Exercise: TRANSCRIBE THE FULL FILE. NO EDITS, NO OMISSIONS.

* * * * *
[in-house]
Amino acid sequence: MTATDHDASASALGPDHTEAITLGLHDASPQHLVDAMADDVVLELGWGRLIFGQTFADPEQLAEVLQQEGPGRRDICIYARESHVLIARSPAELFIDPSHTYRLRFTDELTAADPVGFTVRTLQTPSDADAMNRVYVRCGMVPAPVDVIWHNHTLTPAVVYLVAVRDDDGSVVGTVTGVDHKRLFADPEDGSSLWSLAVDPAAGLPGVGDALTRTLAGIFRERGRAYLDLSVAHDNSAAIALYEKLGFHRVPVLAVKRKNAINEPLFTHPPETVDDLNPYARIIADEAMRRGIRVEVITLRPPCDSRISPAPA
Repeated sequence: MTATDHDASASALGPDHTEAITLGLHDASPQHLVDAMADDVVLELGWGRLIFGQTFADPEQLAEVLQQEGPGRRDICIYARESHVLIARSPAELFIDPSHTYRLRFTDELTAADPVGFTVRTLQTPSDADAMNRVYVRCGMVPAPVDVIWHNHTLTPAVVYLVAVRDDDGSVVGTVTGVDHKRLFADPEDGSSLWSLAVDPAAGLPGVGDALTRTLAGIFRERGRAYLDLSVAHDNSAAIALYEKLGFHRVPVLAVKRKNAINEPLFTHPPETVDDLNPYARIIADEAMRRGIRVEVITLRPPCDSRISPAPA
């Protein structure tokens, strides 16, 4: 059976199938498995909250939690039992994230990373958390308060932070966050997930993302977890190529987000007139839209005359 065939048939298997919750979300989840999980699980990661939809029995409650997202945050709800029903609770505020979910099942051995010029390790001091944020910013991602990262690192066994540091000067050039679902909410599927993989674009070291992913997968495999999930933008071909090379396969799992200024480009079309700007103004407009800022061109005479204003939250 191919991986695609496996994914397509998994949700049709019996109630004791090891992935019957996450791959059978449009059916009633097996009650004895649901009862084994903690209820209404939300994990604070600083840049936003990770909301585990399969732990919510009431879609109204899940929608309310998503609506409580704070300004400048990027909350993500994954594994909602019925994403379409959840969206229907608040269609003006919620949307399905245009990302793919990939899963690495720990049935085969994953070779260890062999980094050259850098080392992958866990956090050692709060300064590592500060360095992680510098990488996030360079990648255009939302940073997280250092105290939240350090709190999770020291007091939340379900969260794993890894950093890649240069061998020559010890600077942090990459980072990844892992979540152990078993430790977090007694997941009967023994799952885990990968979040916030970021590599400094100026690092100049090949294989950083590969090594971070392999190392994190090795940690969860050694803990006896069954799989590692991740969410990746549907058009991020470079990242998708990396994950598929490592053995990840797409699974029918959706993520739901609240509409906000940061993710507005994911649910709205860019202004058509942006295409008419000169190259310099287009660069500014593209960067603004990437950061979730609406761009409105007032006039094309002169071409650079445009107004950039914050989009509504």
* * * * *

[in-house]
Amino acid sequence: MTATDHDASASALGPDHTEAITLGLHDASPQHLVDAMADDVVLELGWGRLIFGQTFADPEQLAEVLQQEGPGRRDICIYARESHVLIARSPAELFIDPSHTYRLRFTDELTAADPVGFTVRTLQTPSDADAMNRVYVRCGMVPAPVDVIWHNHTLTPAVVYLVAVRDDDGSVVGTVTGVDHKRLFADPEDGSSLWSLAVDPAAGLPGVGDALTRTLAGIFRERGRAYLDLSVAHDNSAAIALYEKLGFHRVPVLAVKRKNAINEPLFTHPPETVDDLNPYARIIADEAMRRGIRVEVITLRPPCDSRISPAPA
Repeated sequence: MTATDHDASASALGPDHTEAITLGLHDASPQHLVDAMADDVVLELGWGRLIFGQTFADPEQLAEVLQQEGPGRRDICIYARESHVLIARSPAELFIDPSHTYRLRFTDELTAADPVGFTVRTLQTPSDADAMNRVYVRCGMVPAPVDVIWHNHTLTPAVVYLVAVRDDDGSVVGTVTGVDHKRLFADPEDGSSLWSLAVDPAAGLPGVGDALTRTLAGIFRERGRAYLDLSVAHDNSAAIALYEKLGFHRVPVLAVKRKNAINEPLFTHPPETVDDLNPYARIIADEAMRRGIRVEVITLRPPCDSRISPAPA
């Protein structure tokens, strides 16, 4: 059976199938498995909250939690039992994230990373958390308060932070966050997930993302977890190529987000007139839209005359 065939048939298997919750979300989840999980699980990661939809029995409650997202945050709800029903609770505020979910099942051995010029390790001091944020910013991602990262690192066994540091000067050039679902909410599927993989674009070291992913997968495999999930933008071909090379396969799992200024480009079309700007103004407009800022061109005479204003939250 191919991986695609496996994914397509998994949700049709019996109630004791090891992935019957996450791959059978449009059916009633097996009650004895649901009862084994903690209820209404939300994990604070600083840049936003990770909301585990399969732990919510009431879609109204899940929608309310998503609506409580704070300004400048990027909350993500994954594994909602019925994403379409959840969206229907608040269609003006919620949307399905245009990302793919990939899963690495720990049935085969994953070779260890062999980094050259850098080392992958866990956090050692709060300064590592500060360095992680510098990488996030360079990648255009939302940073997280250092105290939240350090709190999770020291007091939340379900969260794993890894950093890649240069061998020559010890600077942090990459980072990844892992979540152990078993430790977090007694997941009967023994799952885990990968979040916030970021590599400094100026690092100049090949294989950083590969090594971070392999190392994190090795940690969860050694803990006896069954799989590692991740969410990746549907058009991020470079990242998708990396994950598929490592053995990840797409699974029918959706993520739901609240509409906000940061993710507005994911649910709205860019202004058509942006295409008419000169190259310099287009660069500014593209960067603004990437950061979730609406761009409105007032006039094309002169071409650079445009107004950039914050989009509504």